How much funding should be granted to HIV/AIDS research?In the 1980s, HIV/AIDS was a virtual death sentence. People were dying by the thousands and there seemed to be no stopping the deadly virus....

How much funding should be granted to HIV/AIDS research?

In the 1980s, HIV/AIDS was a virtual death sentence. People were dying by the thousands and there seemed to be no stopping the deadly virus. However, in the last 40 years, drug therapy--a combination of pharmaceuticals often called a “cocktail”--has proven to keep people not only alive, but living relatively normal lives. Despite the successes in drug therapy however, there is still no cure for HIV/AIDS. Millions, perhaps billions, of dollars have been spent pursuing a cure. Some people argue that too much money is being spent on this goal, while other diseases are being neglected. Should funding for AIDS research be cut to allow more money for research into other fatal diseases?

Expert Answers
M.P. Ossa eNotes educator| Certified Educator

My problem with funding is that nobody really knows where it really goes. The reason why I say this is because, regardless of the great achievements that have been reached in the medical field, we seem to be quite far from finding cures, and not medicines, even in this technologically-advanced world.

Each time I see these fundraisers being held, or how some foundations grant money for research, etc, I see that millions are collected among those who, where are the cures? I am about to become a skeptic and join the "crazy folks" who believe that all cures have been found but that the government makes more money out of pushing medicine on people than out of a vaccine.

I want to see HIV/AIDS eradicated. I want to see cancer, especially, done and over with. When one has lost loved ones to one or the other, like in our case, it is understandable that we become enraged at what we look at as a lack of action. I know that finding the cure of a disease is like finding a needle in a haystack. There will be many more years until we find the next cure for whatever. Hence, aside from my personal views, yes, funding should always be provided. Let's just pray that it goes to the right source.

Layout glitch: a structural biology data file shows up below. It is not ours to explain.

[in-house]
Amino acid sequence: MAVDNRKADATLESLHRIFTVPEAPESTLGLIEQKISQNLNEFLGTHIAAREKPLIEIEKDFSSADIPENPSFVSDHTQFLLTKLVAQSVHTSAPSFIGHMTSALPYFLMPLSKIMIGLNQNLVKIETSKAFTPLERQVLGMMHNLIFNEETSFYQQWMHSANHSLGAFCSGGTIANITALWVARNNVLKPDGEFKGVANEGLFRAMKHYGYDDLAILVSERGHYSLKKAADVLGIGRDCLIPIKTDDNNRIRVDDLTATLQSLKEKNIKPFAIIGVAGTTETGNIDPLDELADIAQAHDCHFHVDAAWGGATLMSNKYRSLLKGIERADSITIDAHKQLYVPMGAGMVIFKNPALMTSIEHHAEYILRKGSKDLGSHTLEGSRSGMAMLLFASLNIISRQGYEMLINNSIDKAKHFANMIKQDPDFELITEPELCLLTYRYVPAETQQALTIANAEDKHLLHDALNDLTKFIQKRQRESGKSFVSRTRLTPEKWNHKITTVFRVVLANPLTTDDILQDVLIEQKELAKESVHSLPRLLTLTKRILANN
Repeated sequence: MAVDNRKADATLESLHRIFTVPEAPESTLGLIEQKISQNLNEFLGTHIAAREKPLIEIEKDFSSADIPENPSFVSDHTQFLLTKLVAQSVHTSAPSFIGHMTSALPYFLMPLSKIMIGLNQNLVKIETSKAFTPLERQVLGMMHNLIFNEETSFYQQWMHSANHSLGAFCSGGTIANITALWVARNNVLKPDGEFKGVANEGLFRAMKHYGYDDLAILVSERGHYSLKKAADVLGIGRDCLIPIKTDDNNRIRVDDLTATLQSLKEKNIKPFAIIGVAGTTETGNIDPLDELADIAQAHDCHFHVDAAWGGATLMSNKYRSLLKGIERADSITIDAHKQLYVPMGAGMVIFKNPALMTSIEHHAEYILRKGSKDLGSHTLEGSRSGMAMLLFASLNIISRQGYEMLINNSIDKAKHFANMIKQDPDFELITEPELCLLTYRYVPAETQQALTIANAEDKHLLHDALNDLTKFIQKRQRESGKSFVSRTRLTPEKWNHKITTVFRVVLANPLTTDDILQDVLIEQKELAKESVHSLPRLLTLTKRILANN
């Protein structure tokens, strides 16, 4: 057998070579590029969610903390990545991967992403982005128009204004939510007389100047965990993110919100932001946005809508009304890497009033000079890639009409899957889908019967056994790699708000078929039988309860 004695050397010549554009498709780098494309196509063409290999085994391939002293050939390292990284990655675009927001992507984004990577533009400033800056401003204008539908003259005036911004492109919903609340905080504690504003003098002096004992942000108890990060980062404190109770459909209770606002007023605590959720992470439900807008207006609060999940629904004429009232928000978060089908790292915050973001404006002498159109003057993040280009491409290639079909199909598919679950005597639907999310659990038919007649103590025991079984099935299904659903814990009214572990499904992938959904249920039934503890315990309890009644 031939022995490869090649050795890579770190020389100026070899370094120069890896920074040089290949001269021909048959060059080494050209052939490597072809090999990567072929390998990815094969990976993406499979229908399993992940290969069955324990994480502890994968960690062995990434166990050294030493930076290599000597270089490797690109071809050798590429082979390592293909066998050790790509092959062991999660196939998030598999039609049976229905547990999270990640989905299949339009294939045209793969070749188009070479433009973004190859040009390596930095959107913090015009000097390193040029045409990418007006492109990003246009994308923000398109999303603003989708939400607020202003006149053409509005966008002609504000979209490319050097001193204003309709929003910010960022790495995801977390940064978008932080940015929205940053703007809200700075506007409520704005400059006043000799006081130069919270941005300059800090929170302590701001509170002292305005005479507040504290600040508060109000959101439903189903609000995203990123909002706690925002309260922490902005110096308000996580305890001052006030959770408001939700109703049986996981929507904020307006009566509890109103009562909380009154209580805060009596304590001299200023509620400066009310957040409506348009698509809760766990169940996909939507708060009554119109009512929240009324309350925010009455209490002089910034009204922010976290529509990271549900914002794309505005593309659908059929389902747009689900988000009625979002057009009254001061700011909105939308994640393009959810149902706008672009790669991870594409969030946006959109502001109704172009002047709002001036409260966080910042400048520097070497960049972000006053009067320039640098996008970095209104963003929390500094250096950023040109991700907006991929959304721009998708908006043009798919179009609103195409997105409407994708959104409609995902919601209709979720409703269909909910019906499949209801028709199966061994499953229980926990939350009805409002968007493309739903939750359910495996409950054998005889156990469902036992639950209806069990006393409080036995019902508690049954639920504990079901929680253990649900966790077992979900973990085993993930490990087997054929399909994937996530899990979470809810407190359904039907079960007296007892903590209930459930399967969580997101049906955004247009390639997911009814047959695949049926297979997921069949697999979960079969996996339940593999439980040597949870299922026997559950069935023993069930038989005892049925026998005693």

Karen P.L. Hardison eNotes educator| Certified Educator

That there should be funding is clear: we've attacked and conquered (virtually if not totally) every other plague we've known about. The new plague of HIV/AIDS is no different; it is worldwide and it kills, even innocent children. How much should be spent is, as pohnpei suggests, is another question altogether and much harder for the lay observer to answer. While one set of facts regarding treatment suggests that funding might well be reduced, it is not clear how such a reduction might or might not impact related circumstances, such as cost of the "cocktail," access to the treatment by ordinary citizens who have no special funding and distribution to non-Western countries. Therefore, while funding for this plague might well be reduced, until directly and indirectly related effects are accessed, one can't say how soon nor by how much, as pohnpei himself has pointed out.

pohnpei397 eNotes educator| Certified Educator

I don't think most of us know enough to have truly informed opinions on this subject.  The reason for this is that we have very little idea as to how much money is being put towards HIV/AIDS research as opposed to research on other diseases.  You could say that AIDS is a special case and that we should not be spending money on a disease that typically comes from people's own behavior.  However, there are many other diseases, such as heart disease or some cancers, that are also heavily influenced by personal behavior.  Surely we wouldn't say we should cut funding for those diseases.

So, I think we should continue to fund HIV/AIDS research, but I don't know enough to have an informed opinion about the appropriate levels of such funding.

litteacher8 eNotes educator| Certified Educator

I live in California, not far from San Francisco.  I do think more funding needs to be granted to AIDS research.  Why haven't we eradicated this problem yet?  Most of the people that need treatment can't afford it.  We need something cheaper and more effective.

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